Swiss bank UBS came under renewed pressure on Thursday due to speculation it had sold a huge portfolio of risky mortgages at a deep discount and that the scale of its subprime losses was rapidly mounting.
Analysts said they believed UBS had sold its Alt-A investments -- U.S. mortgages ranked between prime and subprime -- to bond manager Pimco for 70 cents to the dollar, taking a deep discount on a 26.6 billion Swiss franc ($25.7 billion) portfolio.
Analysts also see the ailing bank making further writedowns on a massive 400 billion franc portfolio of repurchase agreements as it rushes to cut its exposure to the capital markets in general and to risky assets in particular.
While selling the Alt-A assets would free UBS of some of the uncertainty that has dogged its share price, the cost could be heavy, entailing additional losses. By contrast, any writedown on its repo portfolio may raise fears of more losses to come.
"Managing down a 2.3 trillion Swiss franc mortgage-heavy balance sheet in a turning credit cycle will be costly and risky and could overhang the earnings power of business," Morgan Stanley said in a note to clients.
UBS, the European bank hit hardest by the credit crisis, has said it is well positioned to withstand further losses after raising 19 billion francs in emergency capital. Analysts largely agree that the bank could take more big hits without needing more emergency cash from shareholders or new investors.
But fears that the bank has become a hostage to fortune -- unable to offload about $90 billion in risky investments and subject to the whims of the U.S. real estate sector -- continue to weigh on its shares.
"UBS may choose to sell down its workout book of mortgages, taking larger upfront losses to reduce uncertainty on capital ratios," Morgan Stanley said.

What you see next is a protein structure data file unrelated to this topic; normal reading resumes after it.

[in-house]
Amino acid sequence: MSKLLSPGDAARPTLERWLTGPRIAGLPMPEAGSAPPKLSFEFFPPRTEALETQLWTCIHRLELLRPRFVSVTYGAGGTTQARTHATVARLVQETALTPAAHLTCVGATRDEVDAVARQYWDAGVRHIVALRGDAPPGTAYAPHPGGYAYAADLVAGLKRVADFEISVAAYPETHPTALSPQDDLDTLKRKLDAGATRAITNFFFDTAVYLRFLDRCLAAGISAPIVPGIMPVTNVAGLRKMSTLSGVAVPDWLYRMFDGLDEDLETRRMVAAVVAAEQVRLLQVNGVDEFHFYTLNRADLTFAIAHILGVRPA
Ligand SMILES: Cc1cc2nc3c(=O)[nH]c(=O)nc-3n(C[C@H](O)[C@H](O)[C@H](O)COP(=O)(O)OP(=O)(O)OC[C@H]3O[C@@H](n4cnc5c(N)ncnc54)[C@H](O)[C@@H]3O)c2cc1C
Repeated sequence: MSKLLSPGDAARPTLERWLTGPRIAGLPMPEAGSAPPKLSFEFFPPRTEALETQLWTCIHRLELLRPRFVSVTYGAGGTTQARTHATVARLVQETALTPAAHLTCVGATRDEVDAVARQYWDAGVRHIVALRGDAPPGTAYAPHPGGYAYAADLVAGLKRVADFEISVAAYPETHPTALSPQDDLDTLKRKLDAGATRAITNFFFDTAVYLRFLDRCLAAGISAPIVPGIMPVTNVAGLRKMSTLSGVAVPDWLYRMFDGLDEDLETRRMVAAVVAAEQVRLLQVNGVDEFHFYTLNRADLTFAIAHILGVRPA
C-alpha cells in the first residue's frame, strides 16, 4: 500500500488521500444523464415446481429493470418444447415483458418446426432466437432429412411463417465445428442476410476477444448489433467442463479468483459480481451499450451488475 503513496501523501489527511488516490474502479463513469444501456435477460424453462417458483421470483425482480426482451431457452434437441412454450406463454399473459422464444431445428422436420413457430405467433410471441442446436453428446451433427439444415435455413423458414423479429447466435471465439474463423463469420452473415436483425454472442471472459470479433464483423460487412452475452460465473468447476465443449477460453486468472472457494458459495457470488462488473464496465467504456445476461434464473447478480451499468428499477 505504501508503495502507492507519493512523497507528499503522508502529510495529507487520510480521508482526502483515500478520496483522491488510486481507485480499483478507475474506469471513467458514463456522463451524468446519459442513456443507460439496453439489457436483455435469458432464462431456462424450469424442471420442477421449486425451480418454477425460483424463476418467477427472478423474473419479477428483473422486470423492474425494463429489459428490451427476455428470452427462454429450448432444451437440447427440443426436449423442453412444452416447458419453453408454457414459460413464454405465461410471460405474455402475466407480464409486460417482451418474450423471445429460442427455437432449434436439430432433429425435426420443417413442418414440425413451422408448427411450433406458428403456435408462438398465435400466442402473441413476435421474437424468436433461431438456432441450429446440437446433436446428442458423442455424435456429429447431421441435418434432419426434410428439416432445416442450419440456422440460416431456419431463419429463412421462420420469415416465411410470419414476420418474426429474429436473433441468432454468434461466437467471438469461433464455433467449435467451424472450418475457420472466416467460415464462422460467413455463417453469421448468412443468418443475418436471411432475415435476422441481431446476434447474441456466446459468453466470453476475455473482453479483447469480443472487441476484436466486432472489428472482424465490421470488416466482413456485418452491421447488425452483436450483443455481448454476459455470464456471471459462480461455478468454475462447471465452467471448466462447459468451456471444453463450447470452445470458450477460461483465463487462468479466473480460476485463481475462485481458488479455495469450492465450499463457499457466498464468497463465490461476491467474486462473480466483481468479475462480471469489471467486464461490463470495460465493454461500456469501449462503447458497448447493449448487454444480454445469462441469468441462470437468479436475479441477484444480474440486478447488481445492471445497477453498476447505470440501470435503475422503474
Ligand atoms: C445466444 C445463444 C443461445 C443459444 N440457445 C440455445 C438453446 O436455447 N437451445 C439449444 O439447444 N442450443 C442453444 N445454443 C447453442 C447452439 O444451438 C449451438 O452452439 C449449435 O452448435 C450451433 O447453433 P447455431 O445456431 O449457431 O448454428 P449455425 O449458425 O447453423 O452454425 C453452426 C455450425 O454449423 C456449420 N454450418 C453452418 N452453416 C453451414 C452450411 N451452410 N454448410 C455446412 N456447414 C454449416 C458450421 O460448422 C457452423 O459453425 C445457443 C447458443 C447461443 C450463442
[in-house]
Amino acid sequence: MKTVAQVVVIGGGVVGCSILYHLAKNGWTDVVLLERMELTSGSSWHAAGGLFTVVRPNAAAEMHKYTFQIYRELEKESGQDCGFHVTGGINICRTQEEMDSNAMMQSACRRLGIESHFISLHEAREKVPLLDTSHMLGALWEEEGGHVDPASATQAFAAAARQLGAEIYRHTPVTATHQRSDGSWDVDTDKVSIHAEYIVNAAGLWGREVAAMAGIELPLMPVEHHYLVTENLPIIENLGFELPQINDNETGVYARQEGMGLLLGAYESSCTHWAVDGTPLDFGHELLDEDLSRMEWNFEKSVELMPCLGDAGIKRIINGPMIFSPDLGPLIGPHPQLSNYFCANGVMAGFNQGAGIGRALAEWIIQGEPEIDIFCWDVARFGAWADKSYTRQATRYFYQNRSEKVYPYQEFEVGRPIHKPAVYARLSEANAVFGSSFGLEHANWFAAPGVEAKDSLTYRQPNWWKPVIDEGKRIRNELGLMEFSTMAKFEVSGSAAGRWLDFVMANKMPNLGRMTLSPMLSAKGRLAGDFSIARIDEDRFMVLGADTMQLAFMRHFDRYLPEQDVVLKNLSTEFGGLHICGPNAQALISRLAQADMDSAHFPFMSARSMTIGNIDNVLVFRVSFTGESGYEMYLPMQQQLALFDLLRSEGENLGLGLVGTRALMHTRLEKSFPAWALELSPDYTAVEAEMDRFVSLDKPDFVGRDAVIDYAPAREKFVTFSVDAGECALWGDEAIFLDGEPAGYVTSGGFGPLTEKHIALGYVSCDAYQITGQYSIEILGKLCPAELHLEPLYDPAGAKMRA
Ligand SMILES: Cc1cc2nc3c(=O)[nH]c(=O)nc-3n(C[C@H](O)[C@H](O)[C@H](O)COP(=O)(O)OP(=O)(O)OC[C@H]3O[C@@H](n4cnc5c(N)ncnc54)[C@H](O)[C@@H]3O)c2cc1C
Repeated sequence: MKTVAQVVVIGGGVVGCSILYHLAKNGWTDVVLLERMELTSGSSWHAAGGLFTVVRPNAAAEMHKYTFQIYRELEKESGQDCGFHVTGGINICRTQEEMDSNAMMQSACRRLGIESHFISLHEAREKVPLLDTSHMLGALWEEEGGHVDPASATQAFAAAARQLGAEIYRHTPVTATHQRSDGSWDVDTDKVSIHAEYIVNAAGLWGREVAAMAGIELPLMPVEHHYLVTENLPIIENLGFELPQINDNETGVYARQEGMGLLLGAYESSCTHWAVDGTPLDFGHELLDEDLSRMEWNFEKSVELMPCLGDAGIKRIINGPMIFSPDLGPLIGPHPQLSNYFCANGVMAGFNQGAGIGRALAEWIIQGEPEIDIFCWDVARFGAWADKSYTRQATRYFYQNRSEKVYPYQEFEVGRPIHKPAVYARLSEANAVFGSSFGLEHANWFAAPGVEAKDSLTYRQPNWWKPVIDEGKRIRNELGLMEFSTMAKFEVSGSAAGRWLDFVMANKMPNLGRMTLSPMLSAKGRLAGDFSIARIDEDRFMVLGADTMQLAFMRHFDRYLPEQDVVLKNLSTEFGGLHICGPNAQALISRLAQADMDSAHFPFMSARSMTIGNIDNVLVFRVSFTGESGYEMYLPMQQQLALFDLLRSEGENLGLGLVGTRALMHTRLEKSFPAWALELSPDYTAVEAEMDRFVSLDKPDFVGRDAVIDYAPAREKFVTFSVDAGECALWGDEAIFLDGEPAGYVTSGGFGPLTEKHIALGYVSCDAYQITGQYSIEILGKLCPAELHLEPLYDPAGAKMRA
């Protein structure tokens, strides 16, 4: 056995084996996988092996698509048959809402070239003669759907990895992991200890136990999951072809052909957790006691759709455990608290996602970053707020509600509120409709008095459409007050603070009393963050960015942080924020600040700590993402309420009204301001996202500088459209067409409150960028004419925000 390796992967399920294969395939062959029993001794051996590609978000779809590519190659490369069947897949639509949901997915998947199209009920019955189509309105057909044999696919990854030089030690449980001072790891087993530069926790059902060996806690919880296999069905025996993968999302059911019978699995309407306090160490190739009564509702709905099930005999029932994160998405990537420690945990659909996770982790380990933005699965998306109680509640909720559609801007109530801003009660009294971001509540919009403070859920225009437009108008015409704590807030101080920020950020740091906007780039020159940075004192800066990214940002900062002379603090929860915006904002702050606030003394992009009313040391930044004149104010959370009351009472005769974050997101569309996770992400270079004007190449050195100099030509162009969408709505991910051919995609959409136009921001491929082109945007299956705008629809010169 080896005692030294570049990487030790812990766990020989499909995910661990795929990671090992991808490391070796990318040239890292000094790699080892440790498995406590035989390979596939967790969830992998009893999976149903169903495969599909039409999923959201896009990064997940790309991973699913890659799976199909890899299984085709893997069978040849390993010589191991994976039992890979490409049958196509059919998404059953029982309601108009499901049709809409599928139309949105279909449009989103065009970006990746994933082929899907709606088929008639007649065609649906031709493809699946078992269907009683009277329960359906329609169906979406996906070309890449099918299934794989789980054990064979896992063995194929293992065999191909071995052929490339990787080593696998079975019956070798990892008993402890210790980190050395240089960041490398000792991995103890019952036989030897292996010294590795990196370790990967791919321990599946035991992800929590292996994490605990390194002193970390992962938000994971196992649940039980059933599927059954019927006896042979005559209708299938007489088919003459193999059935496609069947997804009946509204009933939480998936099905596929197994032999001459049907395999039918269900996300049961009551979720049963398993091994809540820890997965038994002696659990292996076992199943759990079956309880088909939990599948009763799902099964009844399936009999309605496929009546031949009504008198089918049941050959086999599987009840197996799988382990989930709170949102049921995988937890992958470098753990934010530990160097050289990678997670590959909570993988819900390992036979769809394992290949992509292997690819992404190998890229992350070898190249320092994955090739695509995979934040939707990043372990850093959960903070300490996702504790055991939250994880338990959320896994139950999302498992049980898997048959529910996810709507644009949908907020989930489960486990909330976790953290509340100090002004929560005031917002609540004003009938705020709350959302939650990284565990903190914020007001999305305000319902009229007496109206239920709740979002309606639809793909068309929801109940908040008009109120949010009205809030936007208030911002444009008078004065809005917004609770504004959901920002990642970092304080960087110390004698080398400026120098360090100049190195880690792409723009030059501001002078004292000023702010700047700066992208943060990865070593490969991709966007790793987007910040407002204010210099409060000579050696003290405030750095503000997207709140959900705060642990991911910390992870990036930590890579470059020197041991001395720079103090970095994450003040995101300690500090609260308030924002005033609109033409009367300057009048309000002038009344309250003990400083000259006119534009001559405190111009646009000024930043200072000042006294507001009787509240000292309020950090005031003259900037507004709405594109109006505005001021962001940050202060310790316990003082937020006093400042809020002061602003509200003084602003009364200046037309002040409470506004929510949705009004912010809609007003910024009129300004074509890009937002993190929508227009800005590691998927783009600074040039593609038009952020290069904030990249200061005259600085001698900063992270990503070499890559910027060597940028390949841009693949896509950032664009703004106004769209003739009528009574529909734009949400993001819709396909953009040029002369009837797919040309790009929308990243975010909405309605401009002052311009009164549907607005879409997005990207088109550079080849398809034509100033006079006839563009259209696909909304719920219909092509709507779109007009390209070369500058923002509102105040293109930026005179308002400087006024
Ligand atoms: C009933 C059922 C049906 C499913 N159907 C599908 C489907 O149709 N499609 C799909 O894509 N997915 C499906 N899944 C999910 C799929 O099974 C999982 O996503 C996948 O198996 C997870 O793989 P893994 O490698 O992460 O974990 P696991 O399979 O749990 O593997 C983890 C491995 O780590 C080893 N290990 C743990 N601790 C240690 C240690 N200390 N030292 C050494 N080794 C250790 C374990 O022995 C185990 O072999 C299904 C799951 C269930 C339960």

UBS declined to comment.
UBS shares fell over 4 percent to a new five-year low before recovering slightly to trade down 1.55 percent at 31.74 francs, compared with a 1 percent fall in the DJ Stoxx European bank index. UBS shares have shed 42 percent in the past three months alone -- far more than any other major European bank.
Meanwhile, many analysts have increased their estimates of how much UBS stands to lose to the U.S. credit crisis.
Analysts at J.P. Morgan said they now expected UBS to write down 18.5 billion francs in total assets in the first quarter, compared with their previous estimate for 15 billion in writedowns, as a result of the Alt-A sale.
Merrill Lynch analysts said potential further writedowns at UBS could total $21 billion.
Analysts at Morgan Stanley said they had raised their worst-case potential loss estimates for UBS to $15-25 billion from previous estimates of $10-15 billion as a result of any Alt-A sale and repo repricing.
Analysts at bank Exane BNP Paribas said the Alt-A sale, if confirmed, would weigh on shares, as would reputational damage to the franchise.
"Worries on the eventual damage stemming from the bank's fall from the once-world-class wealth management franchise as well as uncertainty on the actual value of the toxic securities will inevitably continue to weigh on the stock price," Exane BNP Paribas said in a note to clients.
Speculation is rising that the group may seek a radical restructuring that could include the sale of its U.S. wealth management activities or the separate bourse listing of its flagship international private bank.
UBS shares closed 4.7 percent lower.